Another brilliant Melbourne Writers Festival session, this time with Aboriginal poet Ali Cobby Eckermann (middle) and Pacific Island poet Selina Tusitala Marsh (left).
The best panels feel more like a conversation, and this one was wonderfully facilitated by Eleanor Jackson (right), who created space for each poet to respond to her questions.
Some of my favourite lines from the panel –
Selina – To have power, you have to have true humbleness. You can’t have one without the other.
Selina – There’s a responsibility to find your own voice. Read a lot. Try on the voice of a respected poet. Always push to hone your unique voice.
Ali – Talking to the sky helped to heal the little girl who loved stories but was told she was wrong.
I bought a book each from both Ali and Selina – both signed. Ali wrote that ‘our stories live in our land’. Selina wrote – may your tightrope be forever taut.
Ruby Moonlight is a verse novel by Ali about a young Aboriginal girl who witnesses the massacre of her mob, and finds a new way to live. With lyrical language that just sings, Ali draws readers into Ruby’s world. It would make a wonderful addition to anyone studying Australian history.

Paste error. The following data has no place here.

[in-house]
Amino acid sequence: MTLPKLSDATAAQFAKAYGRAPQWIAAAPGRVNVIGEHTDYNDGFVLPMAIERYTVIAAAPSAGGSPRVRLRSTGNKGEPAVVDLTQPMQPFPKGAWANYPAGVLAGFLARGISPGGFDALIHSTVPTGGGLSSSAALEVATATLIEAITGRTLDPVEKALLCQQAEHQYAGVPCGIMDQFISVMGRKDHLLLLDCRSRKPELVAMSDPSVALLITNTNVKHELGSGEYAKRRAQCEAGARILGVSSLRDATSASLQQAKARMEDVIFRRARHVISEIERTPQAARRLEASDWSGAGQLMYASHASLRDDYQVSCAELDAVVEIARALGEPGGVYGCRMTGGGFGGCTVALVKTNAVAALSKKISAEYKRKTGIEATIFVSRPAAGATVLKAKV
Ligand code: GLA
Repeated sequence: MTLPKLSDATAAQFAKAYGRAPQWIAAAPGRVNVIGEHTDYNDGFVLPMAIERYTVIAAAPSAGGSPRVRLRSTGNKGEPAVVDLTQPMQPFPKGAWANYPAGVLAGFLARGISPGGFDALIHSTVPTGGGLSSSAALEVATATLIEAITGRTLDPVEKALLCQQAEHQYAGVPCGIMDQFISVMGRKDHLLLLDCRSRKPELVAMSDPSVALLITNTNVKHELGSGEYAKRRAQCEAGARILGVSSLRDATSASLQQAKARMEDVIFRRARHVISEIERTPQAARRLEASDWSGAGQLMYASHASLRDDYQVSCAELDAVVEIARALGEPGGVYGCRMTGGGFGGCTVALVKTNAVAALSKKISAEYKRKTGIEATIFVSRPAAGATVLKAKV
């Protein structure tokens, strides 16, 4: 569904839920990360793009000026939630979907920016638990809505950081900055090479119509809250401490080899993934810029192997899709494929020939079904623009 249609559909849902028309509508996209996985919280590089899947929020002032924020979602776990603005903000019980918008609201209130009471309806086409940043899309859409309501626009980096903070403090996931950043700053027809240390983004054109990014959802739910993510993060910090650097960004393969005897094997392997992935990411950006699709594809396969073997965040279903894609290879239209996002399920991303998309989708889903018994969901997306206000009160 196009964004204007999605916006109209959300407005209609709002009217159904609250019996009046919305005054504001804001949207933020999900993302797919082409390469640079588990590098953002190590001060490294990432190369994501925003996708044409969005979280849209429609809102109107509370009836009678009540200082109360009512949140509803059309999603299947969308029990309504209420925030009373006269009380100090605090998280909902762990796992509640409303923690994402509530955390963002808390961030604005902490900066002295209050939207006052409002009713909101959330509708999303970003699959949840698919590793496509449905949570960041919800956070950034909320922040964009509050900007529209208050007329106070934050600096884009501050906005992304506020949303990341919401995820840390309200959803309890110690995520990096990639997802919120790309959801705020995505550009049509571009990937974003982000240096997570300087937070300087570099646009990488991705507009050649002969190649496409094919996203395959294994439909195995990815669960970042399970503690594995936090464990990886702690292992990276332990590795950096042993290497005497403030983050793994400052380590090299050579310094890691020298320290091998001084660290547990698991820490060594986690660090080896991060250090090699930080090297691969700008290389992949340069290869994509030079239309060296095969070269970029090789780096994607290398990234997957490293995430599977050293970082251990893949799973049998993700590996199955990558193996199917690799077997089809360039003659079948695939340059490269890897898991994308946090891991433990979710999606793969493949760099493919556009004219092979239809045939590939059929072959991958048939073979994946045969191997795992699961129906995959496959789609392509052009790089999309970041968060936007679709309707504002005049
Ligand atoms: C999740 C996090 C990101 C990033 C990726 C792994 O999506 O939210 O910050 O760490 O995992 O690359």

senses shattered by loss
she staggers to follow bird song
chirping red-browed finches lead to water
ringneck parrots place berries in her path
honeyeaters flit the route to sweet grevillea
owls nest in her eyes
Tightrope is a collection of poems, about the theme of walking a tightrope over an abyss. I particularly liked the Queens section, with tributes and observations to Queen Elizabeth II (who Selina performed for), Oprah, Alice Walker and Dr Ngahuia. Tightrope also includes some black-out poems – where poems have been created, often less than ten words, from blacking out words from an article or novel page, creating a poem from the remaining words.
The working mother’s guide to reading seventy books a year
Don’t have the babies
Don’t have a full-time job
Don’t be working class
Don’t be time poor and extended family rich
If you did have the babies, don’t let them play sports
Definitely don’t let them play an instrument
(extramural activities increase peak-hour traffic commuting time)
Strong voices, authentic power.